Or at least part of it:
Consistent with those points, I would say the road widening is wonderful for boosting throughput — that is, it gets more people and cars onto the road. Yet it’s mediocre or worse for improving the quality of life of the typical resident. An economist, engineer or technocrat typically believes that boosting throughput is important, but voters usually are less impressed.
Western democracies are encountering more problems that have this logical structure and bring an analogous clash of values…
It’s no accident that so many of the gains available today involve throughput. If you widen a road, more people will drive on it. If you open up a border, more foreigners will come. If you build more in a well-to-do city, new residents will pour in and make it more crowded. These days there is always someone knocking at the gates because of all of the global talent that has been mobilized.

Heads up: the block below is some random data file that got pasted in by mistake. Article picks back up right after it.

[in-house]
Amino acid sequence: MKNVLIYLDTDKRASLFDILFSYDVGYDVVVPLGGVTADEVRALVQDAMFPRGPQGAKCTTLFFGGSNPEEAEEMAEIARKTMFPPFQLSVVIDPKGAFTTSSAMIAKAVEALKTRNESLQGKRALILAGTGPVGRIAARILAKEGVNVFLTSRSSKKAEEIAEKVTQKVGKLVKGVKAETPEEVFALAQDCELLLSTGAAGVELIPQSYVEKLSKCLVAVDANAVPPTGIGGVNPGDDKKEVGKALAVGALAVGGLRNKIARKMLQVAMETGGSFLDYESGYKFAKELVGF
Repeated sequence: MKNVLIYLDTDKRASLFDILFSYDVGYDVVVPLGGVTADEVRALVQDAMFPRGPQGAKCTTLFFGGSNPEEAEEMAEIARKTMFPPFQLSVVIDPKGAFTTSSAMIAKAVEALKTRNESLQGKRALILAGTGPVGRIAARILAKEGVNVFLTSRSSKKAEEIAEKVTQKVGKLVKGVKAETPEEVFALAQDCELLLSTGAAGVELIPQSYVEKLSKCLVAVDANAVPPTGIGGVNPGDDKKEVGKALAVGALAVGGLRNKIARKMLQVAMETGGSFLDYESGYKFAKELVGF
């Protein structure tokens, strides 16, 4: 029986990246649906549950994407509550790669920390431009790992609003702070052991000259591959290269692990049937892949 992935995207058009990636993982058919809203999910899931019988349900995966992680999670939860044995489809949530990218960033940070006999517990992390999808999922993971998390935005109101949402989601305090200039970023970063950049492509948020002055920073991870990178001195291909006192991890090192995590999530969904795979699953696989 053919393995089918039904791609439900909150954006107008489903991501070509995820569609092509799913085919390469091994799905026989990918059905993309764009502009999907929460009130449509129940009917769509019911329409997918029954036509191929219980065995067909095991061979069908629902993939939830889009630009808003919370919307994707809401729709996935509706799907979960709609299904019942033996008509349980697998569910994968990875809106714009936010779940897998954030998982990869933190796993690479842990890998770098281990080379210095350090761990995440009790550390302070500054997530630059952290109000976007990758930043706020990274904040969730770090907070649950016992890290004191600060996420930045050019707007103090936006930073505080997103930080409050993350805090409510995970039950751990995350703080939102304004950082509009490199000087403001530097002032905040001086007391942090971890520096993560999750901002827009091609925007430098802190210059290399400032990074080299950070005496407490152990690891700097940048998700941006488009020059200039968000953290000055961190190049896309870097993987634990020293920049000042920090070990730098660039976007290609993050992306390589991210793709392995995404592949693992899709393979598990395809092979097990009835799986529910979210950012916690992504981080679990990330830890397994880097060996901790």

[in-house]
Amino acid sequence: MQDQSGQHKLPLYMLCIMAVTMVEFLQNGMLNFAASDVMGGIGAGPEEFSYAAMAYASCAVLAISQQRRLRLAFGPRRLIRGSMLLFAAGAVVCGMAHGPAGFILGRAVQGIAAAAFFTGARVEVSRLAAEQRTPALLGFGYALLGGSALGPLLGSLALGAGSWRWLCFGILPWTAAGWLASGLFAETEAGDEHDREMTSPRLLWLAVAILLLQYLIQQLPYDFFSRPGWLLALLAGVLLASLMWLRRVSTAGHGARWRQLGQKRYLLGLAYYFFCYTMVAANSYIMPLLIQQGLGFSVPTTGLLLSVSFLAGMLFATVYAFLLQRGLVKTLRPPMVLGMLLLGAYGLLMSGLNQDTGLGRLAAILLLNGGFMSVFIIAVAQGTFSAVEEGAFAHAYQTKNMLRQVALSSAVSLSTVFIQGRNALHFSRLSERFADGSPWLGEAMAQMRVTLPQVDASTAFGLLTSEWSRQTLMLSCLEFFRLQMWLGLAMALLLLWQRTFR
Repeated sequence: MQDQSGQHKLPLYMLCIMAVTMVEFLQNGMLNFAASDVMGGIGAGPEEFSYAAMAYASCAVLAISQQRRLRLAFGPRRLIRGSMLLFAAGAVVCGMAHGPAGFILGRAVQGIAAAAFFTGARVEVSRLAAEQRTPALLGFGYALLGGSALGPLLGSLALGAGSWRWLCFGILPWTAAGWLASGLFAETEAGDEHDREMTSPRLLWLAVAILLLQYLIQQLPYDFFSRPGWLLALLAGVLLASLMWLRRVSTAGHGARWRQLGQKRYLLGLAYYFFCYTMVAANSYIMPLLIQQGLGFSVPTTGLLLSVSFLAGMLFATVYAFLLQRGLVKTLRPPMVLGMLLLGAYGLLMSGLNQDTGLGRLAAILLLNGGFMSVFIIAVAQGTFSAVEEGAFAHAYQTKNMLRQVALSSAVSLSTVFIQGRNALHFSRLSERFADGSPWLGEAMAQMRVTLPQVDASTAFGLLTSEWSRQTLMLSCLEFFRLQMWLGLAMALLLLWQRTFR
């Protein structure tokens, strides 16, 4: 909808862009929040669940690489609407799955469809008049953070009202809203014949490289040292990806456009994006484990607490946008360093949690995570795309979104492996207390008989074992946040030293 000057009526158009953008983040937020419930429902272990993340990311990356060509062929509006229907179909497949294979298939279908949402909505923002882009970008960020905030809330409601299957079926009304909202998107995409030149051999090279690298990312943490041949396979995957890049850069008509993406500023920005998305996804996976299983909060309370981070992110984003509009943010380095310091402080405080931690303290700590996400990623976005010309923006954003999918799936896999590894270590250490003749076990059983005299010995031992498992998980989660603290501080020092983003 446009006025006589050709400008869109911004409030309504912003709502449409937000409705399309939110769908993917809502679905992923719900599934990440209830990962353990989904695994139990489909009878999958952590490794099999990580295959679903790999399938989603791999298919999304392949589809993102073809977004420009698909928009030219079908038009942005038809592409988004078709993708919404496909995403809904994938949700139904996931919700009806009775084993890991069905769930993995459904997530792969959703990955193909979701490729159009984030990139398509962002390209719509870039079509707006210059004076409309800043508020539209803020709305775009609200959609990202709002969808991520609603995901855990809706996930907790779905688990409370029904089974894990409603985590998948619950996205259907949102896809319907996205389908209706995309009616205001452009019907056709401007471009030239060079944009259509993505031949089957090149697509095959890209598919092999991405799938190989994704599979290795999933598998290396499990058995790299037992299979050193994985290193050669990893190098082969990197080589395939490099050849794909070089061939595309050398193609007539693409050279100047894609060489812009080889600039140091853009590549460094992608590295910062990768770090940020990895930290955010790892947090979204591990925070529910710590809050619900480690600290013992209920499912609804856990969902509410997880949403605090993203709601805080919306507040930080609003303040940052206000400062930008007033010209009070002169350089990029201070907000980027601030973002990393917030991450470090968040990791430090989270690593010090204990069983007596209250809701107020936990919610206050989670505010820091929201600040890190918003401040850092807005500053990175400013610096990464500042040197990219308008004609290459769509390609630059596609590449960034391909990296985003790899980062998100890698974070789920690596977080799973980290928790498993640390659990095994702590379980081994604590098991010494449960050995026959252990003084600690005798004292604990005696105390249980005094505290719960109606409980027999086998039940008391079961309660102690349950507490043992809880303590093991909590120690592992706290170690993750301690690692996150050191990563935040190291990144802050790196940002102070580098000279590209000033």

And that is part of the logic that elected Donald Trump and drove Britons to vote to leave the European Union. It’s well known in economics that when prices and opportunities change, it is the elastic factors of production (those that can change their plans readily) that gain the most, and the inelastic factors that are most likely to bear losses. Insiders and long-term residents are so often the inelastic ones while outsiders and newcomers have the greater willingness or ability to adjust.
That is from my Bloomberg column, there is much more at the link.